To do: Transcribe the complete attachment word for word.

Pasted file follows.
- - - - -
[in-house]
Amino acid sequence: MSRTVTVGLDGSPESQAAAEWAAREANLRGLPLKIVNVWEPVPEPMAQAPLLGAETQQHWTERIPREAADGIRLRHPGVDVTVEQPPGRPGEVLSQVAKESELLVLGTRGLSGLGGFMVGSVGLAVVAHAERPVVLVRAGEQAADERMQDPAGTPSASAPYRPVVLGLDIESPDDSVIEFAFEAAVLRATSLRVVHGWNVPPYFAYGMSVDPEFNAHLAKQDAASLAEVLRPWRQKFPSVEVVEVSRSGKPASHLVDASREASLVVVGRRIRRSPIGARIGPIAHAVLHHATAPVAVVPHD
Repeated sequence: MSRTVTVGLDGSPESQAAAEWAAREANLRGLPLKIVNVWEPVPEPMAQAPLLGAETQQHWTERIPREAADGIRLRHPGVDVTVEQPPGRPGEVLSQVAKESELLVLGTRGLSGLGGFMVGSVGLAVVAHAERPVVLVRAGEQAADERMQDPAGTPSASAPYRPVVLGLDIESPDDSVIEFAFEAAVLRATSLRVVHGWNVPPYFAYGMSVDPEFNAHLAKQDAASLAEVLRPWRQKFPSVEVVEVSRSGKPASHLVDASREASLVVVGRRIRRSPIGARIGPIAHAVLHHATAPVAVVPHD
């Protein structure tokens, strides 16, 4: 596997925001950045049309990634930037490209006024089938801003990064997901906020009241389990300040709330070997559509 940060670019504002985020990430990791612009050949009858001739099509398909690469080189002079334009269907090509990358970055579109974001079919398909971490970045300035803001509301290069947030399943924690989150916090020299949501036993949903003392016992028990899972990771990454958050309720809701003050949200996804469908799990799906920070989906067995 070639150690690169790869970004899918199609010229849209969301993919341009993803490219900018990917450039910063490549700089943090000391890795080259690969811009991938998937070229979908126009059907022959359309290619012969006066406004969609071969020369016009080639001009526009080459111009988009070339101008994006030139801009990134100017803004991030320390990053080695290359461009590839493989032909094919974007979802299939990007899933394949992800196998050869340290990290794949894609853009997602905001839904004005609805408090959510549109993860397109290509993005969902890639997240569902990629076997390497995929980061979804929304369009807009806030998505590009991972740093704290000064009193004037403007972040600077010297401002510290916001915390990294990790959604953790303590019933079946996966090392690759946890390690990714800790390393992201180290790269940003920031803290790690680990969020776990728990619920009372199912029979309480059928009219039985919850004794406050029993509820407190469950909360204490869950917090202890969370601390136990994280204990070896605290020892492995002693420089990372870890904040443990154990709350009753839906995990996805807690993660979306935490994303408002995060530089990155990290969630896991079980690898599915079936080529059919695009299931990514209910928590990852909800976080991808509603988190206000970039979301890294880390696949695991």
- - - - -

[in-house]
Amino acid sequence: MSRTVTVGLDGSPESQAAAEWAAREANLRGLPLKIVNVWEPVPEPMAQAPLLGAETQQHWTERIPREAADGIRLRHPGVDVTVEQPPGRPGEVLSQVAKESELLVLGTRGLSGLGGFMVGSVGLAVVAHAERPVVLVRAGEQAADERMQDPAGTPSASAPYRPVVLGLDIESPDDSVIEFAFEAAVLRATSLRVVHGWNVPPYFAYGMSVDPEFNAHLAKQDAASLAEVLRPWRQKFPSVEVVEVSRSGKPASHLVDASREASLVVVGRRIRRSPIGARIGPIAHAVLHHATAPVAVVPHD
Repeated sequence: MSRTVTVGLDGSPESQAAAEWAAREANLRGLPLKIVNVWEPVPEPMAQAPLLGAETQQHWTERIPREAADGIRLRHPGVDVTVEQPPGRPGEVLSQVAKESELLVLGTRGLSGLGGFMVGSVGLAVVAHAERPVVLVRAGEQAADERMQDPAGTPSASAPYRPVVLGLDIESPDDSVIEFAFEAAVLRATSLRVVHGWNVPPYFAYGMSVDPEFNAHLAKQDAASLAEVLRPWRQKFPSVEVVEVSRSGKPASHLVDASREASLVVVGRRIRRSPIGARIGPIAHAVLHHATAPVAVVPHD
């Protein structure tokens, strides 16, 4: 596997925001950045049309990634930037490209006024089938801003990064997901906020009241389990300040709330070997559509 940060670019504002985020990430990791612009050949009858001739099509398909690469080189002079334009269907090509990358970055579109974001079919398909971490970045300035803001509301290069947030399943924690989150916090020299949501036993949903003392016992028990899972990771990454958050309720809701003050949200996804469908799990799906920070989906067995 070639150690690169790869970004899918199609010229849209969301993919341009993803490219900018990917450039910063490549700089943090000391890795080259690969811009991938998937070229979908126009059907022959359309290619012969006066406004969609071969020369016009080639001009526009080459111009988009070339101008994006030139801009990134100017803004991030320390990053080695290359461009590839493989032909094919974007979802299939990007899933394949992800196998050869340290990290794949894609853009997602905001839904004005609805408090959510549109993860397109290509993005969902890639997240569902990629076997390497995929980061979804929304369009807009806030998505590009991972740093704290000064009193004037403007972040600077010297401002510290916001915390990294990790959604953790303590019933079946996966090392690759946890390690990714800790390393992201180290790269940003920031803290790690680990969020776990728990619920009372199912029979309480059928009219039985919850004794406050029993509820407190469950909360204490869950917090202890969370601390136990994280204990070896605290020892492995002693420089990372870890904040443990154990709350009753839906995990996805807690993660979306935490994303408002995060530089990155990290969630896991079980690898599915079936080529059919695009299931990514209910928590990852909800976080991808509603988190206000970039979301890294880390696949695991």